President Bush has done his successor a great favor by nominating Gen. David Petraeus as the new chief of U.S. military operations in the Middle East and Lt. Gen. Raymond Odierno to replace him as the top commander in Iraq. The two generals worked in close cooperation last year to carry out the "surge" of U.S. forces in Iraq; their counterinsurgency tactics prevented an Iraqi civil war and reduced violence by up to 75 percent. By teaming them again, and giving Petraeus overall responsibility for the region as head of U.S. Central Command, Bush has improved the odds that the next administration will be able to sustain the gains in Iraq while gradually drawing down forces.
Petraeus' appointment also improves the chances that the United States will develop a coherent strategy for facing the multiple threats it now confronts across the Middle East and southern Asia. Two weeks ago, Democratic senators sought to score points during testimony by Petraeus by pressing him to concede that the threat from al-Qaida is greater in Afghanistan and Pakistan than it is in Iraq. The questioning, which was reiterated Wednesday by Sen. Joe Biden, D-Del., in reaction to the new appointments, overlooks the fact that al-Qaida is now weaker in Iraq precisely because of the military successes of the past year. But the larger point it misses is that Afghanistan, Pakistan and Iraq are all pieces of a larger problem requiring a comprehensive approach.
Petraeus showed during his recent testimony that he recognizes the growing threat to U.S. interests posed by Iran - one that manifests itself not only in attacks by Tehran-backed "special groups" on American soldiers in Iraq and in the ongoing Iranian nuclear program but in support for anti-Western militias and terrorists in Afghanistan, Lebanon and the Gaza Strip. Iran's bid for hegemony over the Middle East must be countered by a sophisticated strategy - one in which diplomacy should play a major role but in which military action cannot be ruled out.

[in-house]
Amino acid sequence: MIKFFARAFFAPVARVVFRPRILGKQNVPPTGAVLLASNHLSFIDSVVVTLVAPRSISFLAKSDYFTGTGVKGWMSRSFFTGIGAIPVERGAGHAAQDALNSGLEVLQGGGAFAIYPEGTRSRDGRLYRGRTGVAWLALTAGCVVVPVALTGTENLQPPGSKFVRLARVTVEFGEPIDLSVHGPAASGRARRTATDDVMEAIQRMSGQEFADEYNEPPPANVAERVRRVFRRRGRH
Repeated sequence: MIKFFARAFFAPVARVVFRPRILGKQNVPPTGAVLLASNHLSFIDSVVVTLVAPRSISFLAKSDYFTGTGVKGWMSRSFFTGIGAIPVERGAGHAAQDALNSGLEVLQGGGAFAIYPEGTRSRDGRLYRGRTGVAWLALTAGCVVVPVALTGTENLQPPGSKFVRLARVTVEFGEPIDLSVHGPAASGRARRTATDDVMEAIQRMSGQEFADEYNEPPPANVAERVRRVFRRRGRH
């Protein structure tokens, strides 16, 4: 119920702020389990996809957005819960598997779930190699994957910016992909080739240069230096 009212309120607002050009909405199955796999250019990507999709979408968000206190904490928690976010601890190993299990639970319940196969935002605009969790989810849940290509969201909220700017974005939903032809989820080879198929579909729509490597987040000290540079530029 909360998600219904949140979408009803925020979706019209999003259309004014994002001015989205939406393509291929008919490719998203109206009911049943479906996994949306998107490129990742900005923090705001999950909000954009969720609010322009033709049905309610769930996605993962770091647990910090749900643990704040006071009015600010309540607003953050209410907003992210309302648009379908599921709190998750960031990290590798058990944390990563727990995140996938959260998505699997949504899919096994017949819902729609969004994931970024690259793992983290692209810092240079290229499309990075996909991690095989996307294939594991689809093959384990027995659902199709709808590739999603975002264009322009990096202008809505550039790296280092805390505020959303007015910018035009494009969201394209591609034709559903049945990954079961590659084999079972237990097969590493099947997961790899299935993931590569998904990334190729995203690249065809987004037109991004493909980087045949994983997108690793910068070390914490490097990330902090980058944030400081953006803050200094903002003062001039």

The United States has been slow to learn how to effectively fight the wars that followed the attacks of Sept. 11, 2001. Odierno, for example, was heavily criticized following his first tour of Iraq in 2003 because the tactics of his 4th Infantry Division were said to have caused excessive civilian casualties and contributed to the Sunni insurgency. Now Odierno and Petraeus are seasoned directors of a new counterinsurgency strategy that incorporates the painful lessons absorbed by the U.S. military during the past five years. By keeping them in the region, Bush will give the next president the opportunity not to repeat his own administration's history of mistakes caused by ignorance, inexperience and illusions. The Senate should swiftly confirm the nominations.
- Washington Post
Brainerd Dispatch ©2013. All Rights Reserved.